16. Literally, "sealeth (their ears) to Himself by warnings," that is, with the sureness and secrecy of a seal He reveals His warnings [Umbreit]. To seal up securely (Job 37:7). i.e. He revealeth his will to the ears and hearts of men, as this phrase is used, Job 36:10 Psalm 40:6 Isaiah 1:4; and he imprinteth those instructions which he hath revealed to their ears upon their minds, that after they have heard and received them they do not let them slip, as men commonly do most things which they hear, whether from God or men, but do retain and hold them fast, and are fully satisfied and assured of the truth and importance of them. Or, he sealeth their chastening, or correction, for so this word signifies as well as instruction, i.e. he gives them assurance of his purpose of correcting them for their sins, if they do not prevent it by a speedy repentance. Or, he sealeth it (i.e. his word conveyed to their ears and minds) with chastening them, i.e. he gives them assurance of the truth and reality of his revelation by striking them with a sacred dread and horror, as was usual in such dreams or night visions, as we see Job 4:13,15; which he did that they might remember it the better, and distinguish this from such vain dreams as are only the productions of man’s fancy.

Then he openeth the ears of men,.... Not the ears of his body, which remaining shut while things are presented to his mind in a dream or vision, but his internal ears; it is the same with opening the heart or understanding to attend to and receive the things delivered in this visionary way:

and sealeth their instruction; sends home the instruction given in this manner, and imprints it upon the mind, so that it is well remembered when awake, not only the dreams themselves, but the lessons taught and learnt there, as may be observed in the cases of Abimelech and Laban, Genesis 20:3; the word signifies "chastisement" (l) as well as instruction, that being one way in which God teaches and instructs men, Psalm 94:12; and so the sense may be, that God in a dream or vision makes it known to men, that if they regard not what he says to them, and repent not of their evils, and turn from them, he will correct and chastise them, and this he assures them of; and they may look for the certain performance of it, that he will visit their transgressions with a rod, and their iniquities with stripes; things that are sealed being sure and firm. Mr. Broughton renders the words, "and imprints why they are chastised."

(l) "disciplinam eorum", Tigurine version; "castigationem eorum", Beza, Vatablus, Drusius, Mercerus, Piscator, Michaelis, Schultens.

Then he openeth the ears of men, and {h} sealeth their instruction,

(h) That is, determined to send on them.

16. sealeth their instruction] The instruction is that communicated when the ear is opened, and a revelation given (comp. ch. Job 36:10; Job 36:15; 1 Samuel 9:15; Psalm 40:6); and “to seal’ it is to confirm it and give it abiding efficacy. This is done partly by the impressive circumstances and manner of the dream; compare the impression produced on Eliphaz, after the model of whose vision the passage seems moulded. Perhaps the figure of “sealing” the instruction arises from the idea of closing up again the opened ear over the divine communication.

Others understand by “instruction” here the chastisement of affliction, assuming that the person to whom the vision was sent was one under trouble. “Instruction” is possibly used in this sense by Elihu, ch. Job 36:10; but in this chap. the case of affliction seems introduced first in Job 33:19.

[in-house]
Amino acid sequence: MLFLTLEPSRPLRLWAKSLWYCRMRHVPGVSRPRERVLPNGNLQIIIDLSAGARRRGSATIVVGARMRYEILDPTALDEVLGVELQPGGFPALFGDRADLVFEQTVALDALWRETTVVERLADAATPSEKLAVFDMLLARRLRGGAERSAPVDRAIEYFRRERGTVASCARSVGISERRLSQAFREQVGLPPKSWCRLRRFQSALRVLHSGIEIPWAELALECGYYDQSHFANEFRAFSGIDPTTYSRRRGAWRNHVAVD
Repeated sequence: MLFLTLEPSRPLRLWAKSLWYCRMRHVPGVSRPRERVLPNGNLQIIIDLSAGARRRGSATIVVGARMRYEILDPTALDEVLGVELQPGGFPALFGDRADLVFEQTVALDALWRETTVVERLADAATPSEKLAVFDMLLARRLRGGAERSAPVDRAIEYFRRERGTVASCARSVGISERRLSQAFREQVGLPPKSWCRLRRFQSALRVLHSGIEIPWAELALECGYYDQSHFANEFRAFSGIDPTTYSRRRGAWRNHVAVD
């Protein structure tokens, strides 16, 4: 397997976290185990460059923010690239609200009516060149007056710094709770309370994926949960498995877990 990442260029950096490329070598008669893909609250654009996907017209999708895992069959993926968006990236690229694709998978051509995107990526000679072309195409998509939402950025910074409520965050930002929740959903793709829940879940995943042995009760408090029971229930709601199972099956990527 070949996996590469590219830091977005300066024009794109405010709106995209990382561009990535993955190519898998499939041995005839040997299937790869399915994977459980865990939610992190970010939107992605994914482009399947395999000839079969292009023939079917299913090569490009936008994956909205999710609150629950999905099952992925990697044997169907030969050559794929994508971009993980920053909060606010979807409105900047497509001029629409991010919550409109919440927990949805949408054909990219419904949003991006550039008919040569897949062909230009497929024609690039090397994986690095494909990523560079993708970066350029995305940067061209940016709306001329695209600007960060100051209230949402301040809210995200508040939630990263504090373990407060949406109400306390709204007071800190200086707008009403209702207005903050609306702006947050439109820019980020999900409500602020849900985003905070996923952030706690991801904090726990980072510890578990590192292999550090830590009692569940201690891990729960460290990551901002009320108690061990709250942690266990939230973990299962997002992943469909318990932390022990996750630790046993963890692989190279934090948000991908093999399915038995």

Verse 16. - Then he openeth the ears of men, and sealeth their instruction. At such times, Elihu holds, God gives men spiritual wisdom, instructs them, makes them understand his dealings with them and his purposes with respect to them. If Job is perplexed concerning the Almighty's ways with himself, and desires explanations, let him have his ear open to the Divine teaching on such occasions, and seriously lay it to heart. He will thus, it may be, find his perplexity diminished. Job 33:16Elihu now describes the first mode in which God speaks to man: He Himself comes forward as a witness in man's sleep, He makes use of dreams or dream-like visions, which come upon one suddenly within the realm of nocturnal thought (vid., Psychol. S. 282f.), as a medium of revelation - a usual form of divine revelation, especially in the heathen world, to which positive revelation is wanting. The reading בּחזיון (Codd., lxx, Syr., Symm., Jer.), as also the accentuation of the בחלום with Mehupach Legarme, proceeds from the correct assumption, that vision of the night and dream are not coincident notions; moreover, the detailing Job 33:15, is formed according to Job 4:13. In this condition of deep or half sleep, revelat aurem hominum, a phrase used of the preparation of the ear for the purpose of hearing by the removal of hindrances, and, in general, of confidential communication, therefore: He opens the ear of men, and seals their admonition, i.e., the admonition that is wholesome and necessary for them. Elihu uses חתם בּ here and Job 37:7 as חתם בּעד is used in Job 9:7 : to seal anything (to seal up), comp. Arab. ḥı̂m, σφραγίζειν, in the sense of infallible attestation and confirmation (John 6:27), especially (with Arab. b) of divine revelation or inspiration, distinct in meaning from Arab. chtm, σφραγίζειν, in the proper sense. Elihu means that by such dreams and visions, as rare overpowering facts not to be forgotten, God puts the seal upon the warning directed to them which, sent forth in any other way, would make no such impression. Most ancient versions (also Luther) translate as though it were יחתּם (lxx ἐξεφόβησεν αὐτούς). מסר is a secondary form to מוּסר, Job 36:10, which occurs only here. Next comes the fuller statement of the object of the admonition or warning delivered in such an impressive manner. According to the text before us, it is to be explained: in order that man may remove (put from himself) mischief from himself (Ges. 133, 3); but this inconvenient change of subject is avoided, if we supply a מ to the second, and read אדם ממעשׂה, as lxx ἀποστρέψαι ἄνθρωπον ἀπὸ ἀδικίας αὐτοῦ (which does not necessarily presuppose the reading ממעשׂהו), Targ. ab opere malo; Jer. not so good; ab his quae fecit. מעשׂה signifies facinus, an evil deed, as 1 Samuel 20:19, and פּעל, Job 36:9, evil-doing. The infin. constr. now passes into the v. fin., which would be very liable to misconstruction with different subjects: and in order that He (God) may conceal arrogance from man, i.e., altogether remove from him, unaccustom him to, render him weary of. the sin of pride (גּוה from גּוה equals גּאה, as Job 22:29, according to Ges., Ew., Olsh., for גּאוה equals גּאוה). Here everything in thought and expression is peculiar. Also חיּה, Job 33:18 (as Job 33:22, Job 33:28), for חיּים rof ,) (Job 33:30) does not occur elsewhere in the book of Job, and the phrase עבר בּשּׁלח here and Job 36:12 (comp. עבר בּשּׁחת, Job 33:28) nowhere else in the Old Testament. שׁלח (Arab. silâh, a weapon of offence, opp. metâ‛, a weapon of defence) is the engine for shooting, from שׁלח, emmittere, to shoot; and עבר בשׁלח is equivalent to נפל בעד השׁלח ot tnelaviuqe s, Joel 2:8, to pass away by (precipitate one's self into) the weapon for shooting. To deliver man from sin, viz., sins of carnal security and imaginary self-importance, and at the same time from an early death, whether natural or violent, this is the disciplinary design which God has in view in connection with this first mode of speaking to him; but there is also a second mode.